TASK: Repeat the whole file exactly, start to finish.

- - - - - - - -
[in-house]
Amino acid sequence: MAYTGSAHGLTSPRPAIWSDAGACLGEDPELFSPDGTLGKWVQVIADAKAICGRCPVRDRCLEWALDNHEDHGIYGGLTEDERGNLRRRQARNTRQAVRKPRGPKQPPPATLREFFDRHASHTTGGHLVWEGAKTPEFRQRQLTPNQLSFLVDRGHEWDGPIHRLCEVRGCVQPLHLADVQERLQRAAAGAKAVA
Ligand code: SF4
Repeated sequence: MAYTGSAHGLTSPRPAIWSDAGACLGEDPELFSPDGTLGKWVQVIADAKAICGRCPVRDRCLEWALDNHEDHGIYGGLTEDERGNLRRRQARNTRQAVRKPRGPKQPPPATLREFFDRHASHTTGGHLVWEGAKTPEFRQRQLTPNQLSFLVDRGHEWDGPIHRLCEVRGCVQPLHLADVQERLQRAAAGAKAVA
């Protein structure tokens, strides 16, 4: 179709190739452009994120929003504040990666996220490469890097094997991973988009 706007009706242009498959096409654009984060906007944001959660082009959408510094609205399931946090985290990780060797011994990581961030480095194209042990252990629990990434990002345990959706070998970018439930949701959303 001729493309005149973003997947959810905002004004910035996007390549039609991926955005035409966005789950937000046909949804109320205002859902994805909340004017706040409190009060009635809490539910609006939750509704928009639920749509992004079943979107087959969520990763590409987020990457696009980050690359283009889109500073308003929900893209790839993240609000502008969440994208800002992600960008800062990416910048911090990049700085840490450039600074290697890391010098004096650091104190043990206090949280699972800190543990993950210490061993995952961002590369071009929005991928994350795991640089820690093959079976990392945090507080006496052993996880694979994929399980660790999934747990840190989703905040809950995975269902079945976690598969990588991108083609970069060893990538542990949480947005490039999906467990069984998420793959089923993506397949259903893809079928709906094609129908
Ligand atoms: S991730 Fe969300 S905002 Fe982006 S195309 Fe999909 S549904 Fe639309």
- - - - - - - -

[in-house]
Amino acid sequence: MAYTGSAHGLTSPRPAIWSDAGACLGEDPELFSPDGTLGKWVQVIADAKAICGRCPVRDRCLEWALDNHEDHGIYGGLTEDERGNLRRRQARNTRQAVRKPRGPKQPPPATLREFFDRHASHTTGGHLVWEGAKTPEFRQRQLTPNQLSFLVDRGHEWDGPIHRLCEVRGCVQPLHLADVQERLQRAAAGAKAVA
Ligand code: SF4
Repeated sequence: MAYTGSAHGLTSPRPAIWSDAGACLGEDPELFSPDGTLGKWVQVIADAKAICGRCPVRDRCLEWALDNHEDHGIYGGLTEDERGNLRRRQARNTRQAVRKPRGPKQPPPATLREFFDRHASHTTGGHLVWEGAKTPEFRQRQLTPNQLSFLVDRGHEWDGPIHRLCEVRGCVQPLHLADVQERLQRAAAGAKAVA
């Protein structure tokens, strides 16, 4: 179709190739452009994120929003504040990666996220490469890097094997991973988009 706007009706242009498959096409654009984060906007944001959660082009959408510094609205399931946090985290990780060797011994990581961030480095194209042990252990629990990434990002345990959706070998970018439930949701959303 001729493309005149973003997947959810905002004004910035996007390549039609991926955005035409966005789950937000046909949804109320205002859902994805909340004017706040409190009060009635809490539910609006939750509704928009639920749509992004079943979107087959969520990763590409987020990457696009980050690359283009889109500073308003929900893209790839993240609000502008969440994208800002992600960008800062990416910048911090990049700085840490450039600074290697890391010098004096650091104190043990206090949280699972800190543990993950210490061993995952961002590369071009929005991928994350795991640089820690093959079976990392945090507080006496052993996880694979994929399980660790999934747990840190989703905040809950995975269902079945976690598969990588991108083609970069060893990538542990949480947005490039999906467990069984998420793959089923993506397949259903893809079928709906094609129908
Ligand atoms: S991730 Fe969300 S905002 Fe982006 S195309 Fe999909 S549904 Fe639309």